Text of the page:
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Theresa May's Conservatives failed to live up to their polling expectations after her disastrous election campaign, which squandered a big lead among voters.

British Prime Minister Theresa May's gamble in calling an early election backfired spectacularly as her Conservative Party lost its majority in Parliament, throwing British politics into chaos.

The move was denounced by Labour leader Jeremy Corbyn, who called on her to stand aside and allow him to form an administration, declaring: "We are ready to serve".

In other words, the electoral humiliation of Theresa May and the strategic dead end she faces with Brexit seem to be only the beginning of her woes.

With all but one constituency declared, the Conservatives won 318 seats - down from 331 at the 2015 election - while Labour was on 261, up from 229.

A source close to the DUP said the party was seeking more funding for the province and concessions for former British soldiers in exchange for supporting Mrs May.

Then, after midnight, Downing Street responded, saying: "The Prime Minister has tonight spoken with the DUP to discuss finalising a confidence and supply deal when Parliament returns next week".

"I don't think throwing us into a leadership battle at this moment in time, when we are about to launch into these hard negotiations, would be in the best interests of the country", Evans said.

May unexpectedly called the snap election seven weeks ago, three years early, polls predicting she would massively increase the slim majority she inherited from Cameron. Labour under Jeremy Corbyn, who had been largely written off, ran a solid campaign and launched a well-received manifesto, leading the party to significantly outperform many forecasts and predictions.

"This is not the time for sharks to be circling".

That did not help May, who had overseen cuts in police numbers during six years in her previous job as interior minister.

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But Soubry said May's time in the top job would be limited.

At some point, a British prime minister will have to decide whether to exit on awful terms that will be devastating for Britain, or just scrap Brexit and stay in. "I would have thought that is enough for her to go". But not for some time, let's get this clear.

Speaking on BBC Radio 4's Today programme, Mr Leslie said: "We shouldn't pretend that this is a famous victory".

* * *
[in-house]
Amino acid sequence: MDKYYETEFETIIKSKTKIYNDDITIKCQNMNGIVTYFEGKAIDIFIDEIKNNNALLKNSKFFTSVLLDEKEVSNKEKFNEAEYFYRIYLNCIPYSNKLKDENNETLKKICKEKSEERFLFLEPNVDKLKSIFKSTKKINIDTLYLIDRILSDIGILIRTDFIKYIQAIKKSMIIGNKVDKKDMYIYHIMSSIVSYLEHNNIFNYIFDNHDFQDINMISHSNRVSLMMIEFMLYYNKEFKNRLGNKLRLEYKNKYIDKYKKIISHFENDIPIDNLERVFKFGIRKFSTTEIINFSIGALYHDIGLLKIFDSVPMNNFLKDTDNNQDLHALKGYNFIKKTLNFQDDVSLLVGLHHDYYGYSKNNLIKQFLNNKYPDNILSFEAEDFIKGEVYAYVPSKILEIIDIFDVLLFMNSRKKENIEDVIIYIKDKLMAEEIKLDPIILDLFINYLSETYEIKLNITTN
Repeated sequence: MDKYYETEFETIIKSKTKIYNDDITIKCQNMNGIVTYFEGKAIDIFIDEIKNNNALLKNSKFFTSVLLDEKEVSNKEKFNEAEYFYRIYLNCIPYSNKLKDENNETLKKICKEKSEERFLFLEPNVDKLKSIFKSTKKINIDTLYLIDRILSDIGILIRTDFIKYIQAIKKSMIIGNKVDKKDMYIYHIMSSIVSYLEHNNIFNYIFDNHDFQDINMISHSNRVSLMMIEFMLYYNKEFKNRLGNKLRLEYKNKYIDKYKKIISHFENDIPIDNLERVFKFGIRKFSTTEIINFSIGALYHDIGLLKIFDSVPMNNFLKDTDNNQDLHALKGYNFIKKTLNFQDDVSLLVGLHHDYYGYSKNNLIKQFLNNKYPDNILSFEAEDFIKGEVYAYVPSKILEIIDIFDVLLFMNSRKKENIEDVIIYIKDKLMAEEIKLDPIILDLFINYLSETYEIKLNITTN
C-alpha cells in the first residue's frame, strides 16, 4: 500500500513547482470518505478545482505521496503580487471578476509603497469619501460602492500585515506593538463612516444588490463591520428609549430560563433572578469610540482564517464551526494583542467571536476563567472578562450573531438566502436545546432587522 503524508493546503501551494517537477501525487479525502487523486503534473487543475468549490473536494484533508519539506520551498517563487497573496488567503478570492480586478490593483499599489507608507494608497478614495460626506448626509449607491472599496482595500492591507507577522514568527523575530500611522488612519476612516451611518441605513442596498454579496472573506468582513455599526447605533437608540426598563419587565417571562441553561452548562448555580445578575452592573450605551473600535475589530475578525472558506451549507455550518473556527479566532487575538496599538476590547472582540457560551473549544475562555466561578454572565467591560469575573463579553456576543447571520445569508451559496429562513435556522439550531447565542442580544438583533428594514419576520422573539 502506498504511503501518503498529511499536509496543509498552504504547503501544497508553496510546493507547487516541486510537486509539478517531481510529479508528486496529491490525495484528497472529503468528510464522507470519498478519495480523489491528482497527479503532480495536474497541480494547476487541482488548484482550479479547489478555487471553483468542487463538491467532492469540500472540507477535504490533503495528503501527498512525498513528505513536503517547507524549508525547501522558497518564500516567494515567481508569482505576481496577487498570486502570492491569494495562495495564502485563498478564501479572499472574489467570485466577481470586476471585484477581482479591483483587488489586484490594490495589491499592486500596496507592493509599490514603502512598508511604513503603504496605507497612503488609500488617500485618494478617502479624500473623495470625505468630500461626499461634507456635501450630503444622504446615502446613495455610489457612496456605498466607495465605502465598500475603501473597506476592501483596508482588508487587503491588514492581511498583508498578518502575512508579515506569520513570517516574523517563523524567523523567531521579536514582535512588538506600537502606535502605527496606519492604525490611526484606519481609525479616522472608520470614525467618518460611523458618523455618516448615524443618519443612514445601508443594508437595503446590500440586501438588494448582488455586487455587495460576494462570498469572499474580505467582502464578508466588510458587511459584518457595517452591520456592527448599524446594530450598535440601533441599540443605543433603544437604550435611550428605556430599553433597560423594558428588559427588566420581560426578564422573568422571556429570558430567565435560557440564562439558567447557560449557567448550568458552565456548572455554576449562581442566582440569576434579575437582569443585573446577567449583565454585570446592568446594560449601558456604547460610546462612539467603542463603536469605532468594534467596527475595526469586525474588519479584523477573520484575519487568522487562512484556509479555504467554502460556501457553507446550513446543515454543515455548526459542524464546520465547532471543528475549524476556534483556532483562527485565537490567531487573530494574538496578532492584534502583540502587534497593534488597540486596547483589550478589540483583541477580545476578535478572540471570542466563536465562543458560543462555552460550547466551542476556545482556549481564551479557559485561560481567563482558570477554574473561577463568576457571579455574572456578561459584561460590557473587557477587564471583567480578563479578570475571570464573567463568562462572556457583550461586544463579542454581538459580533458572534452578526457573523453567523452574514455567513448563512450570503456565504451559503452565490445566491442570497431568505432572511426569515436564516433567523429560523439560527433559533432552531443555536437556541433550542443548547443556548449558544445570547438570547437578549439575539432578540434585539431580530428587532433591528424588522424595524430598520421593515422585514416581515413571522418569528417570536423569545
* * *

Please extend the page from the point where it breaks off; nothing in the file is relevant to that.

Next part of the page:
But he has responded in typically colourful fashion, tweeting: "Mail on Sunday tripe - I am backing Theresa may".

As party leader, he unenthusiastically campaigned for Britain to remain in the bloc, but has said that Labour would deliver Brexit if in power.

Conservative legislator Nigel Evans said the departure of the two aides was "a start", but there needed to be changes to the way the government functioned in the wake of the campaign. Several Conservative members of parliament, including Scottish Conservative leader Ruth Davidson, have also raised concerns about the DUP's opposition to same-sex marriage.

But the wooing of the DUP risks upsetting the political balance in Northern Ireland by aligning London more closely with the pro-British side in the divided province, where a power-sharing government with Irish nationalists is now suspended.

"There has been a lot of hyperbole about the DUP since Thursday, a lot of things said", DUP leader Foster told Sky News. But the Tory party has only itself to blame: They should have known from European history that nativism, nationalism and populism have a short shelf life - just as, seemingly, Ms. He went on: "All over the world, people are rising up against austerity and massive levels of income and wealth inequality".

Watching the BBC's coverage of the election, you could be excused for taking away two main impressions of Thursday night's results of the United Kingdom election. "This is still on", Corbyn told the Sunday Mirror newspaper. On Friday, May announced that she would form a new government with the support of the Democratic Unionist Party, which was founded by Protestant firebrand Ian Paisley and which in the past has shared power with Sinn Fein, the political wing of the Irish Republican Party, in Northern Ireland.

'There's a possibility of voting the Queen's Speech down and we're going to push that all the way'.

She ended her election campaign with a rally in a half-empty conference hall on the outskirts of Britain's second city, Birmingham. People told pollsters that they were anxious about the future of the National Health Service, that they didn't like May's flip-flops on elderly care, that they were unnerved by instability unleashed by the Tories.


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